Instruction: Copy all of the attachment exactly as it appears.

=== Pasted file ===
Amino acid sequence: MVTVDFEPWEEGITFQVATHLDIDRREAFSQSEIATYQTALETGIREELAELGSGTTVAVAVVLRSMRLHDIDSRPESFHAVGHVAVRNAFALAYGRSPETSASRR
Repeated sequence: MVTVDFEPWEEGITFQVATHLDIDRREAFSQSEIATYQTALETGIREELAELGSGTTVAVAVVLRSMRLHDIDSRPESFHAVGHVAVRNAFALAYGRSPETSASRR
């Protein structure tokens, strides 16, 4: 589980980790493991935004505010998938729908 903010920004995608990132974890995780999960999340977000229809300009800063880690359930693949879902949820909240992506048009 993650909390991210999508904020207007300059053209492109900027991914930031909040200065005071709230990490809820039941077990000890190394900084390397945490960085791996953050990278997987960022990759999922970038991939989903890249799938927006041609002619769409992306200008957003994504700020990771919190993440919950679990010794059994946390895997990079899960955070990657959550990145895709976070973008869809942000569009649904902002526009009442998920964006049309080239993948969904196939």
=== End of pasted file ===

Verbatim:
Amino acid sequence: MVTVDFEPWEEGITFQVATHLDIDRREAFSQSEIATYQTALETGIREELAELGSGTTVAVAVVLRSMRLHDIDSRPESFHAVGHVAVRNAFALAYGRSPETSASRR
Repeated sequence: MVTVDFEPWEEGITFQVATHLDIDRREAFSQSEIATYQTALETGIREELAELGSGTTVAVAVVLRSMRLHDIDSRPESFHAVGHVAVRNAFALAYGRSPETSASRR
């Protein structure tokens, strides 16, 4: 589980980790493991935004505010998938729908 903010920004995608990132974890995780999960999340977000229809300009800063880690359930693949879902949820909240992506048009 993650909390991210999508904020207007300059053209492109900027991914930031909040200065005071709230990490809820039941077990000890190394900084390397945490960085791996953050990278997987960022990759999922970038991939989903890249799938927006041609002619769409992306200008957003994504700020990771919190993440919950679990010794059994946390895997990079899960955070990657959550990145895709976070973008869809942000569009649904902002526009009442998920964006049309080239993948969904196939």